How Many Grams are there in a Troy Ounce

If you are already a big buyer of gold and silver, you would know that being able to measure with troy ounces is an indispensable part of any trader’s knowledge base. However, if you are just getting into gold investing, you are already one step ahead by being proactive in your learning. In this explainer, you’re going to learn the difference between troy ounces and other usual forms of measurement.

When you are buying gold, you are always going to have to measure by troy ounces. The dealers and traders in the market would assume you know this. Precious metals are never measured by the kitchen ounce.

Before new buyers can learn these standards, scammers try to take advantage of their naivety. (1) They might quote items per kitchen ounces but sell them at the troy ounce price. When their customers get home and get a chance to put their metals on the scale, they then realize they’re a few grams light.

Understanding the difference between these measurements can stop some unnecessary stress.

Ounces vs. Troy Ounces

To elaborate on the difference between a troy ounce and our typical ways of gauging mass and volume, let’s start with its closest relative: The dry ounce. Dry ounces are what we use to measure everyday things like fruits, grains, and sugar. Liquid ounces are used to measure liquids like milk, water, and even egg whites.

Liquid ounces measure volume. Dry ounces measure weight. So if you’re using liquid ounces, you would need a measuring cup. If you’re using dry ounces, you would need a weighing scale. (2)

There are 16 dry ounces in a pound. We can break regular ounces down into grams, which would give us 28.35 grams per ounce. These usually are the units you see in electronic scales near checkout counters in grocery stores.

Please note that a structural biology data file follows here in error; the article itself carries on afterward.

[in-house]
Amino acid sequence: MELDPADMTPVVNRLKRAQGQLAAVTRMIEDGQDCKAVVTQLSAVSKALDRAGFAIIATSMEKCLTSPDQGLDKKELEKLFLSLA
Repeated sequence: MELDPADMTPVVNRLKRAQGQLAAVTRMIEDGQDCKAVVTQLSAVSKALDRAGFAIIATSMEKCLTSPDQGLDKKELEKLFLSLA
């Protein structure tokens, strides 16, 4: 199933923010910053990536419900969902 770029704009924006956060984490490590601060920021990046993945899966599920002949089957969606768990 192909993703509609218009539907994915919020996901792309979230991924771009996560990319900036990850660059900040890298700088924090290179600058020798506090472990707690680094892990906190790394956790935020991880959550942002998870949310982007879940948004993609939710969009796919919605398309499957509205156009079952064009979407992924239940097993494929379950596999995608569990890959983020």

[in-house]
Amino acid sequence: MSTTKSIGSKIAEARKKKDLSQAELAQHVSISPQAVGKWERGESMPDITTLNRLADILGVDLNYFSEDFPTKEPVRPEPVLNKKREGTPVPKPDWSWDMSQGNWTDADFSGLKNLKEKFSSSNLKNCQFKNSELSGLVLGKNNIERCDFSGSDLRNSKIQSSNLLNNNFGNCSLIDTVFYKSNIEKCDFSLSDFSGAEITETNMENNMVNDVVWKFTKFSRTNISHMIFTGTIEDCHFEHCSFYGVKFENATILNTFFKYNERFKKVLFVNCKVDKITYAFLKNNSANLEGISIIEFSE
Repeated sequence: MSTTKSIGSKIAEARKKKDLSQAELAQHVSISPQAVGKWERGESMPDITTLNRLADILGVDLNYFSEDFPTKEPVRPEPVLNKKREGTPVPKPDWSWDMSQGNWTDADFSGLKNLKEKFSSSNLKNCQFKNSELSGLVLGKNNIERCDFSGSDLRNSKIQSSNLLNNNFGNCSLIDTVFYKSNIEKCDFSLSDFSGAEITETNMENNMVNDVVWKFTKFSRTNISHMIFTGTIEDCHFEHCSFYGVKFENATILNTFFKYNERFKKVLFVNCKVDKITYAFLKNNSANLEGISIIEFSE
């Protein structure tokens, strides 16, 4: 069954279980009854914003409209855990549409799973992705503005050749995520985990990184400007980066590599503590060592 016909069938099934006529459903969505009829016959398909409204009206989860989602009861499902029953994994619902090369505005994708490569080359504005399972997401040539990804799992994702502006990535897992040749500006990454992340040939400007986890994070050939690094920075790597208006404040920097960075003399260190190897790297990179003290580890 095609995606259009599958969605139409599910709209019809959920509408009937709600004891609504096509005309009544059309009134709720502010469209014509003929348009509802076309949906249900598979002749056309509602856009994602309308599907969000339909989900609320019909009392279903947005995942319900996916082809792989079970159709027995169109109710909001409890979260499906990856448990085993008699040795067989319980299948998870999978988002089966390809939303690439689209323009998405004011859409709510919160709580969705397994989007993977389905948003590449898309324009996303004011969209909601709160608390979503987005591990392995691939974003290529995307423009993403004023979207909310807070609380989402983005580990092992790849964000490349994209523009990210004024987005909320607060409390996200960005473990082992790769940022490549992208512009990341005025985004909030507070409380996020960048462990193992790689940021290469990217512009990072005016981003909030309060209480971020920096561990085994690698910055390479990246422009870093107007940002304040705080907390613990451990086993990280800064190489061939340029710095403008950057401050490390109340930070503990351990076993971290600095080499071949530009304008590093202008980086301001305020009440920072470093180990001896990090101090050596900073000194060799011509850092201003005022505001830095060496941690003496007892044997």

However, regular ounces weigh regular things. Troy ounces weigh precious metals like gold, silver, platinum, and palladium. A troy ounce is a little bit heavier than the average ounce, converting to 31.1 grams per troy ounce and 1.097 dry ounces per troy ounce.

A Troy Pound

troy-ounce-scale-before-6058814

A troy ounce is roughly 10% heavier than the regular ounce, which makes a big difference when it comes to precious metals. There are about 12 troy ounces in one troy pound, though many traders do not currently use that unit of measurement. If you find yourself buying gold or silver that is one troy pound, that will only be 12 troy ounces.

So it’s interesting – a troy ounce is heavier than a regular ounce, but a regular pound weighs more than a troy pound. One dry ounce is only equal to 1/16 pounds, so a troy pound must heavier, right? Not quite. There are fewer troy ounces in a troy ounce than there are dry ounces in a dry pound.

Most of the bullion on the market is often measured in troy ounces or kilos. This avoids confusion in the conversion between troy ounces and the troy pound.

The History of the Troy Ounce

A thousand years ago, precious metals were weighed using the same system as everyday items. Historians believe that it led to complications within the ancient Roman monetary system, so Rome decided to establish a new measuring system exclusively for gold, silver, and palladium. Romans implemented this across the board and called it “uncia,” which became the modern-day word for ounce. (3)